First the positives:
When different people’s desires and expectation conflict, we DO need to make responsible decisions to deal with those conflicts. This involves setting or adjusting our “boundaries”. We can’t please everyone, let alone everyone AND ourselves. Christians particularly can feel they must be self-sacrificing and sometimes to a fault. Therefore the authors’ advice is often correct. They point out the reasons we sometimes have lower boundaries than we should: false guilt, eagerness to please, etc.
The authors also deal with issues that can result when we are being overly protective of people we love and become “enablers”.
The authors use real life examples to illustrate their point, which is generally a good thing.
The authors have realistic advice for those in truly abusive situations.
Now for the negatives:
In an attempt to make their advice “Biblical” they martial tons of Bible references to support their points. This would be a plus if the scriptures were appropriately chosen and well exegeted. They are not. I chose a portion of the book that contained twenty five references. Of the twenty five, ten were out of context and had little if anything to do with the point, but were basically harmless. Six however were both out of context and given extremely doubtful and possibly harmful interpretations. Two actually completely contradicted the authors’ point. Finally, seven of the references actually applied and supported the authors’ point, but interestingly ALL had to do with lowering or not setting boundaries. I realize my analysis of the verses I looked at are purely my own and others may differ, but I believe generally readers who have a high respect for the Bible and value context and exegesis will be very disappointed. This was a big minus for me.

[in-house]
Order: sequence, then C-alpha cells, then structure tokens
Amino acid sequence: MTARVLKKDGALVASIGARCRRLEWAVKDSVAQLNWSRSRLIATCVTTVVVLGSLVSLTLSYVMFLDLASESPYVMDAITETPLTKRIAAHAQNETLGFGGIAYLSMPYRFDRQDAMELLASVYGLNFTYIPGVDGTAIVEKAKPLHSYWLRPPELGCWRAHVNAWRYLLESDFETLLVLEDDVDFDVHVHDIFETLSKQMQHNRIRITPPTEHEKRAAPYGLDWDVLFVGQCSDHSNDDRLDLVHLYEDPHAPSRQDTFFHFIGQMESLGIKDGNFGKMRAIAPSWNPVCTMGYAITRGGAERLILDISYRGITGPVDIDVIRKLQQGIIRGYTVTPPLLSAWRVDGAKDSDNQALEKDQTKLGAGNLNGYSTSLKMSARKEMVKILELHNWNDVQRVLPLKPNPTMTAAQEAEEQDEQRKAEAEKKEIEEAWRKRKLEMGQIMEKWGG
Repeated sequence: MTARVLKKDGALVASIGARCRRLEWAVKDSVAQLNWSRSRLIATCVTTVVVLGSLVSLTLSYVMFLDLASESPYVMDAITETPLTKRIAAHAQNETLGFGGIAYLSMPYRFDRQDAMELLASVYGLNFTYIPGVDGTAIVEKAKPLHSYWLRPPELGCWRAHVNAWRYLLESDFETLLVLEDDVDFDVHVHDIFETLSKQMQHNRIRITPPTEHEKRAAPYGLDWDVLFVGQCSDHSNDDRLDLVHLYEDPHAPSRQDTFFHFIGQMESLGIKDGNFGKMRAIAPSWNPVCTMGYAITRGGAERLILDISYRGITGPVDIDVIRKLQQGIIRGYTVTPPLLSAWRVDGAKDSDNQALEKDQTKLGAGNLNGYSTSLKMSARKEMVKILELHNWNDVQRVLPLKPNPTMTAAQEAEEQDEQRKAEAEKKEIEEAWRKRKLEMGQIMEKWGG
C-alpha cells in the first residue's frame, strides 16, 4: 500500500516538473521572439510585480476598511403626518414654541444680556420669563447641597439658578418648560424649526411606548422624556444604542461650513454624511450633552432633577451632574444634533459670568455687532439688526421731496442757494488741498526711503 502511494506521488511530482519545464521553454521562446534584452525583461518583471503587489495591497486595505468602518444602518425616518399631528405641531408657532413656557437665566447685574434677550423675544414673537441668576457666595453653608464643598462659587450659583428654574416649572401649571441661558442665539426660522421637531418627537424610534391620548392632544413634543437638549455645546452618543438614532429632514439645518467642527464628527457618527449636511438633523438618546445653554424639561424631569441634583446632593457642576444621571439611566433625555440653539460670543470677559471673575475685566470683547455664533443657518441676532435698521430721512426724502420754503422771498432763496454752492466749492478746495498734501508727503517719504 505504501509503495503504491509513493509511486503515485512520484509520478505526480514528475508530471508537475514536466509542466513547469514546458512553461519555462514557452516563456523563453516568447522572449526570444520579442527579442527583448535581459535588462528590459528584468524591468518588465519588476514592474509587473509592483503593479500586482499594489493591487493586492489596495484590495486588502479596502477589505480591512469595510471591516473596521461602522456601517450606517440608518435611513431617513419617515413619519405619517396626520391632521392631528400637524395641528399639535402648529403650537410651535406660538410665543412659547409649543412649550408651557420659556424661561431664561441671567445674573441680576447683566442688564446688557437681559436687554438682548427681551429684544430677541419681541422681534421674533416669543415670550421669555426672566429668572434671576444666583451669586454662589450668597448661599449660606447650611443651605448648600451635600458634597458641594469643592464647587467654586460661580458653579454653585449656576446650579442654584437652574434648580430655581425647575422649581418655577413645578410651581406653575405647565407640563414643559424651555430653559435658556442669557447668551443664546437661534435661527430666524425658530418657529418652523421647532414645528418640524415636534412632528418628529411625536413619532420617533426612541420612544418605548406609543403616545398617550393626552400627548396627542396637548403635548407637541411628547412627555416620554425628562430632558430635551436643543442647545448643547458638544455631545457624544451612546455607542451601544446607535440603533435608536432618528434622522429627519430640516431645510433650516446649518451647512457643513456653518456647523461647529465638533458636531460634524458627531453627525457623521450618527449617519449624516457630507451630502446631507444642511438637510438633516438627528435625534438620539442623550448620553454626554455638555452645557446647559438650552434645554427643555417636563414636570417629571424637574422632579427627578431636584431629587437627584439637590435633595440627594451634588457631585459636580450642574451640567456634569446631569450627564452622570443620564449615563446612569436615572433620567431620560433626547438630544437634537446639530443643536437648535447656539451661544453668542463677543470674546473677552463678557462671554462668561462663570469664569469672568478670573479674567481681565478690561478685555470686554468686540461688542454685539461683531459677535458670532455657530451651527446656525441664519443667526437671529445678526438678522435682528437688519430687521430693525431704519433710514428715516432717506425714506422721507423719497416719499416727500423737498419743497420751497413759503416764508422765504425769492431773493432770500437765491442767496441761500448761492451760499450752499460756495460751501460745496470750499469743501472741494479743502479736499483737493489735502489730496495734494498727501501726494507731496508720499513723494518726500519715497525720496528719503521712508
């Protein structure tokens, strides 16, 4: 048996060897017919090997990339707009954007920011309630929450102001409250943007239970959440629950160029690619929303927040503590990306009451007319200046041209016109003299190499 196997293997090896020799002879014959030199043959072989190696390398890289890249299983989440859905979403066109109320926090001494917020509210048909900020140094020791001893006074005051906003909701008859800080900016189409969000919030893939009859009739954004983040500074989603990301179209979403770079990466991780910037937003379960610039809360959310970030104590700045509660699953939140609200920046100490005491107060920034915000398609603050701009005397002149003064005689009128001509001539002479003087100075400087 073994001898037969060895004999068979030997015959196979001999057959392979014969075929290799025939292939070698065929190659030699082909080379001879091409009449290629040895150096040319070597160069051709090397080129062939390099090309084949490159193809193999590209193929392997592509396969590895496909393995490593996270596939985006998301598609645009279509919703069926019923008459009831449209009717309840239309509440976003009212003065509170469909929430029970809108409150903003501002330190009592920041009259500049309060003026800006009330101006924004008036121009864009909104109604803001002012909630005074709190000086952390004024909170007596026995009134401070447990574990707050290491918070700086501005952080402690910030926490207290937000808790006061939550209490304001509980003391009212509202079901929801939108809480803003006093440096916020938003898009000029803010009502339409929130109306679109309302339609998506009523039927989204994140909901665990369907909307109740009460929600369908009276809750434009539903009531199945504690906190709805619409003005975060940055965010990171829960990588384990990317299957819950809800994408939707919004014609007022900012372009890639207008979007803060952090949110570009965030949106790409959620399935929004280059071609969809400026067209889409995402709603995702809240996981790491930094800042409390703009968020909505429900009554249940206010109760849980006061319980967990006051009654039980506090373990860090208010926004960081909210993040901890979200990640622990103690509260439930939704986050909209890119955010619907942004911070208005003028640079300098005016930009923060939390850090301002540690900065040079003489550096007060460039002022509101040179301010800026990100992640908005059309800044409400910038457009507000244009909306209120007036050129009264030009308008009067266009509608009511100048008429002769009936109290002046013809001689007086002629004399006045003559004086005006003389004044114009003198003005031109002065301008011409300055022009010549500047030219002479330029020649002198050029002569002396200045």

The book was fairly heavy on current psychological theory that delves into childhood experience to explain all our issues. While our childhood DOES have a big effect on us later on, it is not a catch-all explanation, and I think this was over-played by the authors.